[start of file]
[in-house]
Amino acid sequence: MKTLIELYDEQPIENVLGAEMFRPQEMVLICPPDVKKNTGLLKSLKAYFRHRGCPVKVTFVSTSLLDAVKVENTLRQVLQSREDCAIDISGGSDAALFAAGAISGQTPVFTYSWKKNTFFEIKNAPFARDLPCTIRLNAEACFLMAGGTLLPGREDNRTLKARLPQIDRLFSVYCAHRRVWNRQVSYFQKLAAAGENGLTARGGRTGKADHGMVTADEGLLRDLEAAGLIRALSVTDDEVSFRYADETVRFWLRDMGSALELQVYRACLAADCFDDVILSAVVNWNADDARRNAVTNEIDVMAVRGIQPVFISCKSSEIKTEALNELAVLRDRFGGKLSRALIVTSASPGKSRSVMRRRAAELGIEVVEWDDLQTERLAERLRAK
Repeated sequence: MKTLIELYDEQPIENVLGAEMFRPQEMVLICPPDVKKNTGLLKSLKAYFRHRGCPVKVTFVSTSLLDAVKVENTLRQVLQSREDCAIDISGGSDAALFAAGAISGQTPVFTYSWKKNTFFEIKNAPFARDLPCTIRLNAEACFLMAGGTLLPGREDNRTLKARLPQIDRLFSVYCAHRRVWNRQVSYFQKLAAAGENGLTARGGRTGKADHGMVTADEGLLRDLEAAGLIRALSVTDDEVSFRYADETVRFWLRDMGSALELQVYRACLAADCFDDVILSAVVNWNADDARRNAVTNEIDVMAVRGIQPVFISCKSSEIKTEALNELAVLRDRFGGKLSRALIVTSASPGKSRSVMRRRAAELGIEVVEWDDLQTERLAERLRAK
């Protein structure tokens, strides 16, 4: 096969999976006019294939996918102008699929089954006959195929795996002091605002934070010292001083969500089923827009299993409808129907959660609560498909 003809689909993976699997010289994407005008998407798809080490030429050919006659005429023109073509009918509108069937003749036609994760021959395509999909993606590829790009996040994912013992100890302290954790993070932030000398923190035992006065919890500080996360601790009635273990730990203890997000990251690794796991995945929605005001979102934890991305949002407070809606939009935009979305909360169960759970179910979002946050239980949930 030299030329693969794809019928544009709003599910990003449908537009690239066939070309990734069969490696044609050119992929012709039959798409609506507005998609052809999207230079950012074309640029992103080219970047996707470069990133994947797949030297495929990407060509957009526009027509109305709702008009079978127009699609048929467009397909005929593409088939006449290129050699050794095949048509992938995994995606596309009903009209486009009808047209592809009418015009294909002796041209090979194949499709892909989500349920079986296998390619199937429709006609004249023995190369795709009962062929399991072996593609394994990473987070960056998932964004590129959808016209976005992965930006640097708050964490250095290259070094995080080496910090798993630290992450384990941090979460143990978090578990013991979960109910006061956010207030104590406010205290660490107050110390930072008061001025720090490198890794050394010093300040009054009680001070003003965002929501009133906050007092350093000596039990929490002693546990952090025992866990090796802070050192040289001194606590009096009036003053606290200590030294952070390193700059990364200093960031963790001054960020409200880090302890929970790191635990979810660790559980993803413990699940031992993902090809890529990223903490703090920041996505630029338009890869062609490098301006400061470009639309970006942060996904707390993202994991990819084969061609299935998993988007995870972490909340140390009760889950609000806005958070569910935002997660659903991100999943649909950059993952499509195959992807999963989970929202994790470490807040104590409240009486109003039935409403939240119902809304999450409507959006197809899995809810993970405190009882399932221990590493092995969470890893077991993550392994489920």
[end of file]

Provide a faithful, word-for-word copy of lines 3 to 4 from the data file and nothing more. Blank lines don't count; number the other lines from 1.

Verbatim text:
Repeated sequence: MKTLIELYDEQPIENVLGAEMFRPQEMVLICPPDVKKNTGLLKSLKAYFRHRGCPVKVTFVSTSLLDAVKVENTLRQVLQSREDCAIDISGGSDAALFAAGAISGQTPVFTYSWKKNTFFEIKNAPFARDLPCTIRLNAEACFLMAGGTLLPGREDNRTLKARLPQIDRLFSVYCAHRRVWNRQVSYFQKLAAAGENGLTARGGRTGKADHGMVTADEGLLRDLEAAGLIRALSVTDDEVSFRYADETVRFWLRDMGSALELQVYRACLAADCFDDVILSAVVNWNADDARRNAVTNEIDVMAVRGIQPVFISCKSSEIKTEALNELAVLRDRFGGKLSRALIVTSASPGKSRSVMRRRAAELGIEVVEWDDLQTERLAERLRAK
């Protein structure tokens, strides 16, 4: 096969999976006019294939996918102008699929089954006959195929795996002091605002934070010292001083969500089923827009299993409808129907959660609560498909 003809689909993976699997010289994407005008998407798809080490030429050919006659005429023109073509009918509108069937003749036609994760021959395509999909993606590829790009996040994912013992100890302290954790993070932030000398923190035992006065919890500080996360601790009635273990730990203890997000990251690794796991995945929605005001979102934890991305949002407070809606939009935009979305909360169960759970179910979002946050239980949930 030299030329693969794809019928544009709003599910990003449908537009690239066939070309990734069969490696044609050119992929012709039959798409609506507005998609052809999207230079950012074309640029992103080219970047996707470069990133994947797949030297495929990407060509957009526009027509109305709702008009079978127009699609048929467009397909005929593409088939006449290129050699050794095949048509992938995994995606596309009903009209486009009808047209592809009418015009294909002796041209090979194949499709892909989500349920079986296998390619199937429709006609004249023995190369795709009962062929399991072996593609394994990473987070960056998932964004590129959808016209976005992965930006640097708050964490250095290259070094995080080496910090798993630290992450384990941090979460143990978090578990013991979960109910006061956010207030104590406010205290660490107050110390930072008061001025720090490198890794050394010093300040009054009680001070003003965002929501009133906050007092350093000596039990929490002693546990952090025992866990090796802070050192040289001194606590009096009036003053606290200590030294952070390193700059990364200093960031963790001054960020409200880090302890929970790191635990979810660790559980993803413990699940031992993902090809890529990223903490703090920041996505630029338009890869062609490098301006400061470009639309970006942060996904707390993202994991990819084969061609299935998993988007995870972490909340140390009760889950609000806005958070569910935002997660659903991100999943649909950059993952499509195959992807999963989970929202994790470490807040104590409240009486109003039935409403939240119902809304999450409507959006197809899995809810993970405190009882399932221990590493092995969470890893077991993550392994489920």